On Lunar New Year’s Day, I saw little festivities. The only reminder was the red lanterns that dotted the trees outside the media center. That day, I noticed an Olympic worker standing at the edge of the closed loop, waving to her two young sons behind layers of barricades and fences. Her sons gripped the fence, yelling to their mother that they missed her and wished they could be together for the New Year. It was a touching moment that inspired me to meet my grandma the following day.

The woman told me this was the longest she’d ever been apart from her kids. Once in a while, they would meet at the edge of the park and wave to each other from afar. Local Chinese staff have been in the Olympic bubble since early January and will stay in it through the end of the Paralympic Games. After that, they’re required to quarantine for as long as 21 days at a government facility. Especially on Lunar New Year Day, she said it made her tearful to think about how close she was to her children, yet unbearably far.

I heard similar stories over and over again from drivers, security guards, restaurant waiters, and volunteers in the Olympic closed loop. They’ve all decided to live separately from their families for months, in order to be part of the Olympics. Some are frustrated by the confinement — disappointed they can’t get closer to the Olympic action. But most of them told me they’re proud and excited to help make the event happen, brushing off the personal sacrifice.

Worlds apart

For my grandma, the pandemic times are just a small chapter in her life beset with struggle and sacrifice. She survived The Great Leap Forward in China, when tens of millions died from famine. When she was pregnant with my father, she had to subsist on porridge, tree leaves and tree bark to piece enough nutrition to survive. My father grew up in similarly challenging conditions. He remembers the Lunar New Year as one of the rare moments growing up when his belly was full.

My parents attended graduate school in America, where they settled down and raised me and my sister. My grandma and grandpa, who were farmers in China, came to the US to care for us until I was in elementary school, while my parents worked. Grandpa walked me to school every day. Grandma’s handmade dumplings and noodles were sitting on the table when I came home. Grandpa turned our backyard into a vegetable garden. Grandma sat by my bedside when I struggled to fall asleep. They taught me to read and write Chinese. I even spoke Mandarin with a villager’s countryside accent.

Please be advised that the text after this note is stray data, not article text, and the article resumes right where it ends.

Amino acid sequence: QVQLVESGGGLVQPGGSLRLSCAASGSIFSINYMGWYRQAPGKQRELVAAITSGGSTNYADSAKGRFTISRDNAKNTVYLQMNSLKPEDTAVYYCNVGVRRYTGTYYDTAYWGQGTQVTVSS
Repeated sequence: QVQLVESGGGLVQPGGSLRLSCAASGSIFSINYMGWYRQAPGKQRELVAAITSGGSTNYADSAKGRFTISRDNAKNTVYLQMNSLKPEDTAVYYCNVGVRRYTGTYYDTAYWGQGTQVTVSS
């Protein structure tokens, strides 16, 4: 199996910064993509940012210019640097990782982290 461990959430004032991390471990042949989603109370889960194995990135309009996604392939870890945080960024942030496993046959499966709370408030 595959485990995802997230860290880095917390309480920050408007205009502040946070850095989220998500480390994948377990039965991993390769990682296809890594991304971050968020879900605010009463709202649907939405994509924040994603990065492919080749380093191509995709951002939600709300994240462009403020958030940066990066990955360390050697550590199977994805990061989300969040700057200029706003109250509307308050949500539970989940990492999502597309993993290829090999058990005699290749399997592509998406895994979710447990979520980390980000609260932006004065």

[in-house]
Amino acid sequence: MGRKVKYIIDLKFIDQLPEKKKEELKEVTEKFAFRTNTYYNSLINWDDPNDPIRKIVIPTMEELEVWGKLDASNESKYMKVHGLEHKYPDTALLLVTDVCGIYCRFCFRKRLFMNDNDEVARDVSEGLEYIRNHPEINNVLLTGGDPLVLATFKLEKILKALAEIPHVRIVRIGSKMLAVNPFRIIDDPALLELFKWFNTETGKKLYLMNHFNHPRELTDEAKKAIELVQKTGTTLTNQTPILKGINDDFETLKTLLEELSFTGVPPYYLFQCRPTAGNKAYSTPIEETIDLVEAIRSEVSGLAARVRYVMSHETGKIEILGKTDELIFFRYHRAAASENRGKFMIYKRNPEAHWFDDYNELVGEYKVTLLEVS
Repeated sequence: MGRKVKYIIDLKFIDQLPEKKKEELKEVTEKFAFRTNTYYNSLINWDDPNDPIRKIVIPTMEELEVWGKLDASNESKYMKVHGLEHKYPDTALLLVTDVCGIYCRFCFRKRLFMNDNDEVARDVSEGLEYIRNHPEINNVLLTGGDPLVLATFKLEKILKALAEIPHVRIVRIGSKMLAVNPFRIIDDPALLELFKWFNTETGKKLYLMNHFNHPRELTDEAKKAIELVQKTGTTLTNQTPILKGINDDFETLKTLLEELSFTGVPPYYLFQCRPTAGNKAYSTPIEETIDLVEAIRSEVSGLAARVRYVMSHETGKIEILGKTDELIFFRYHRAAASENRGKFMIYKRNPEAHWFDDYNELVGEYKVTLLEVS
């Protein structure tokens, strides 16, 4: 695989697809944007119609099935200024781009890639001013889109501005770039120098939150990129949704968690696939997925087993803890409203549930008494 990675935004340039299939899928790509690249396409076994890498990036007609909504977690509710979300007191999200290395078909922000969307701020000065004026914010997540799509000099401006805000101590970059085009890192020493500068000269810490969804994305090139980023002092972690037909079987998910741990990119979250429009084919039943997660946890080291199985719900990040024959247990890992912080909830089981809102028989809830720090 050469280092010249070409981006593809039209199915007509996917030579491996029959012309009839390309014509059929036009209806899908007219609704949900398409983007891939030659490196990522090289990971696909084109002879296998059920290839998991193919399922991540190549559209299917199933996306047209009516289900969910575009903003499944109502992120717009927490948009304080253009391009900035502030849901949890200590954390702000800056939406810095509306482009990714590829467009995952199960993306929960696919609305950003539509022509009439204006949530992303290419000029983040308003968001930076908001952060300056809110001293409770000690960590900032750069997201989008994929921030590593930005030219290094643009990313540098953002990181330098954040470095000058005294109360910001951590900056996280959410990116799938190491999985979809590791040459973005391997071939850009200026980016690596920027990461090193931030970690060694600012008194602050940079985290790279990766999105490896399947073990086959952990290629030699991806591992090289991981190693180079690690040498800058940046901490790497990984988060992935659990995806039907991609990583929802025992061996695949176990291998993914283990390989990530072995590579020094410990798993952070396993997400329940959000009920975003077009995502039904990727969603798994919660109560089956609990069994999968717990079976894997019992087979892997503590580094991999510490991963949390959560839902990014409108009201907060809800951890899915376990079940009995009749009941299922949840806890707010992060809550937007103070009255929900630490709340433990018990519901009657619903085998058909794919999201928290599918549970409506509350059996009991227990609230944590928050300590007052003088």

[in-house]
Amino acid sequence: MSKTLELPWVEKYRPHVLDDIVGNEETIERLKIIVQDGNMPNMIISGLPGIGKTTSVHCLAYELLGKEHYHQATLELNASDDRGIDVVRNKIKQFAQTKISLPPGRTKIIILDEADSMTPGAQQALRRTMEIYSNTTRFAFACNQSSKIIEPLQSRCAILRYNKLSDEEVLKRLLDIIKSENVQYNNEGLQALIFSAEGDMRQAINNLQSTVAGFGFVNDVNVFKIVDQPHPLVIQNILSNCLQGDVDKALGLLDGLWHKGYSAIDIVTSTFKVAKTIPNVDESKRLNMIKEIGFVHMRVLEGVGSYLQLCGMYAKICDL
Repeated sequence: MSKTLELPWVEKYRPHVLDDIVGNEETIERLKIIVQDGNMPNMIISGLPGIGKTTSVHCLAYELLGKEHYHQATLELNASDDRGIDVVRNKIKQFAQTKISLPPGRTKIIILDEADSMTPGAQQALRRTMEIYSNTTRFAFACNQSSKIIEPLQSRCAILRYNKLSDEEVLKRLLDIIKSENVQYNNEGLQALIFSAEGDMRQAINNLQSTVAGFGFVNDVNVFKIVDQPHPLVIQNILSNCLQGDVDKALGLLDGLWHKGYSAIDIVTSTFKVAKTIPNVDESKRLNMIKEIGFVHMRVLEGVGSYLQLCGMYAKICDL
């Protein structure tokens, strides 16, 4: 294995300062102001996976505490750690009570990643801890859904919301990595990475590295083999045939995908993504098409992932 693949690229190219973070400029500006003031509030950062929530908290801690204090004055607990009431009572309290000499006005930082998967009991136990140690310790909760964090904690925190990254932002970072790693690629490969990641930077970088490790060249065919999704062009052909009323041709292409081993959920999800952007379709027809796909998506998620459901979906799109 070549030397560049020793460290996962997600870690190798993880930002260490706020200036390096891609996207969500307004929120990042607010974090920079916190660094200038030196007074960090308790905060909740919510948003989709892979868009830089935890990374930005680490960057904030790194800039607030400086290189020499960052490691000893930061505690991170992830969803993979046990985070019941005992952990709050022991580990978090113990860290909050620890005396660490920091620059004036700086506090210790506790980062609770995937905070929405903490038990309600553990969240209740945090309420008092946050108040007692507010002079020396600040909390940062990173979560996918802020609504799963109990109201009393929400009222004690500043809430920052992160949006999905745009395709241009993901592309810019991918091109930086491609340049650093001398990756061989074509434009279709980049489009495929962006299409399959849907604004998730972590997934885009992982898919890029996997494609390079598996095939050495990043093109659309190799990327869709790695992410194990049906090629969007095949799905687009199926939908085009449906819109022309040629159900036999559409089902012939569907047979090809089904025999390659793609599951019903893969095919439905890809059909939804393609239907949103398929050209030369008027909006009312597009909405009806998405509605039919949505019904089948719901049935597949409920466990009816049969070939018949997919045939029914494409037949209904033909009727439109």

As I looked at my grandma from afar, I could see an expression of pride on her face. In her eyes, I had succeeded as the product of the American Dream and her other “grand” children in China were living through China’s rise.

Increasingly, China’s rise is at odds with America’s — and many democratic nations’ — dream for the world.

The China my grandma lives in now is far wealthier and more powerful than the impoverished country she raised my father in. It’s also become increasingly authoritarian and intolerant of dissent.

The United States and its allies have boycotted the Games as a statement against allegations of human rights abuses that Beijing vehemently denies. Tensions are growing between China and numerous countries. Surveillance and censorship mechanisms have also become more sophisticated. I’ve grown accustomed to seeing some of my television reports censored in real time on TV screens in China.

At the Olympics, the pandemic has also given China the ability to closely monitor and track participants, including journalists. The restrictions we face reflect a country that has become more hostile to journalists, free speech, and generally any criticism of China.

In that environment, it’s harder than ever to tell stories about Chinese people. Many are fearful of retribution for speaking to Western media, even on non-sensitive topics. The woman I spoke to in the Olympic bubble on New Year’s Day — the one who was meeting her children — asked me not to use her name or show her face on camera, worried about the consequences of sharing her story. That sentiment makes it harder for the world to learn about the rich and multifaceted lives of China’s 1.4 billion people.

As I watched my Grandma’s peaceful expression from the bridge above, I told her I couldn’t wait to eat her dumplings again. I wanted to give her a big hug and climb over that wall — the barrier between us, symbolic of a nation increasingly separated from the world, even for the people who want to see the country and its residents thrive.